Entries Tagged "key escrow"

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G7 Comes Out in Favor of Encryption Backdoors

From a G7 meeting of interior ministers in Paris this month, an “outcome document“:

Encourage Internet companies to establish lawful access solutions for their products and services, including data that is encrypted, for law enforcement and competent authorities to access digital evidence, when it is removed or hosted on IT servers located abroad or encrypted, without imposing any particular technology and while ensuring that assistance requested from internet companies is underpinned by the rule law and due process protection. Some G7 countries highlight the importance of not prohibiting, limiting, or weakening encryption;

There is a weird belief amongst policy makers that hacking an encryption system’s key management system is fundamentally different than hacking the system’s encryption algorithm. The difference is only technical; the effect is the same. Both are ways of weakening encryption.

Posted on April 23, 2019 at 9:14 AMView Comments

IEEE Statement on Strong Encryption vs. Backdoors

The IEEE came out in favor of strong encryption:

IEEE supports the use of unfettered strong encryption to protect confidentiality and integrity of data and communications. We oppose efforts by governments to restrict the use of strong encryption and/or to mandate exceptional access mechanisms such as “backdoors” or “key escrow schemes” in order to facilitate government access to encrypted data. Governments have legitimate law enforcement and national security interests. IEEE believes that mandating the intentional creation of backdoors or escrow schemes — no matter how well intentioned — does not serve those interests well and will lead to the creation of vulnerabilities that would result in unforeseen effects as well as some predictable negative consequences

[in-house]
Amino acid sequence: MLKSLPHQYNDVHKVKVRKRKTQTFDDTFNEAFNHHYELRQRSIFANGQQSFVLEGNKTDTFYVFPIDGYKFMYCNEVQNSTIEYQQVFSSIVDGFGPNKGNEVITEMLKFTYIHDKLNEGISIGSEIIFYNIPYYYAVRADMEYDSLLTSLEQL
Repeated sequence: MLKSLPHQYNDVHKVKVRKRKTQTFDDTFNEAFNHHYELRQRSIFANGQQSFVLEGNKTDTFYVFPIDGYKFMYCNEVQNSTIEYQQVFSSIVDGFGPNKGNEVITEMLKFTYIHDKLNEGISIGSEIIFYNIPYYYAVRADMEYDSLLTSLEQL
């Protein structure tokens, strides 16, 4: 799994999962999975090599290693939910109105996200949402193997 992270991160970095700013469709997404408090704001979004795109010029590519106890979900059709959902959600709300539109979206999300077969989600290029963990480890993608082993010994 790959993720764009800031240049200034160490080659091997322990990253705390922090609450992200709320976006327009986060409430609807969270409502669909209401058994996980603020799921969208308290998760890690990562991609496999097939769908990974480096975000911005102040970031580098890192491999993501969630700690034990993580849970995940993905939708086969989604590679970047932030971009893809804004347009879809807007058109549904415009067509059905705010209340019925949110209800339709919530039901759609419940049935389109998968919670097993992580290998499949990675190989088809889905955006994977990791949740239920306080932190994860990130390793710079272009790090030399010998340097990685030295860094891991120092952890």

The full statement is here.

Posted on June 27, 2018 at 6:44 AMView Comments

Ray Ozzie's Encryption Backdoor

Last month, Wired published a long article about Ray Ozzie and his supposed new scheme for adding a backdoor in encrypted devices. It’s a weird article. It paints Ozzie’s proposal as something that “attains the impossible” and “satisfies both law enforcement and privacy purists,” when (1) it’s barely a proposal, and (2) it’s essentially the same key escrow scheme we’ve been hearing about for decades.

Basically, each device has a unique public/private key pair and a secure processor. The public key goes into the processor and the device, and is used to encrypt whatever user key encrypts the data. The private key is stored in a secure database, available to law enforcement on demand. The only other trick is that for law enforcement to use that key, they have to put the device in some sort of irreversible recovery mode, which means it can never be used again. That’s basically it.

I have no idea why anyone is talking as if this were anything new. Several cryptographers have already explained why this key escrow scheme is no better than any other key escrow scheme. The short answer is (1) we won’t be able to secure that database of backdoor keys, (2) we don’t know how to build the secure coprocessor the scheme requires, and (3) it solves none of the policy problems around the whole system. This is the typical mistake non-cryptographers make when they approach this problem: they think that the hard part is the cryptography to create the backdoor. That’s actually the easy part. The hard part is ensuring that it’s only used by the good guys, and there’s nothing in Ozzie’s proposal that addresses any of that.

I worry that this kind of thing is damaging in the long run. There should be some rule that any backdoor or key escrow proposal be a fully specified proposal, not just some cryptography and hand-waving notions about how it will be used in practice. And before it is analyzed and debated, it should have to satisfy some sort of basic security analysis. Otherwise, we’ll be swatting pseudo-proposals like this one, while those on the other side of this debate become increasingly convinced that it’s possible to design one of these things securely.

Already people are using the National Academies report on backdoors for law enforcement as evidence that engineers are developing workable and secure backdoors. Writing in Lawfare, Alan Z. Rozenshtein claims that the report — and a related New York Times story — “undermine the argument that secure third-party access systems are so implausible that it’s not even worth trying to develop them.” Susan Landau effectively corrects this misconception, but the damage is done.

Here’s the thing: it’s not hard to design and build a backdoor. What’s hard is building the systems — both technical and procedural — around them. Here’s Rob Graham:

He’s only solving the part we already know how to solve. He’s deliberately ignoring the stuff we don’t know how to solve. We know how to make backdoors, we just don’t know how to secure them.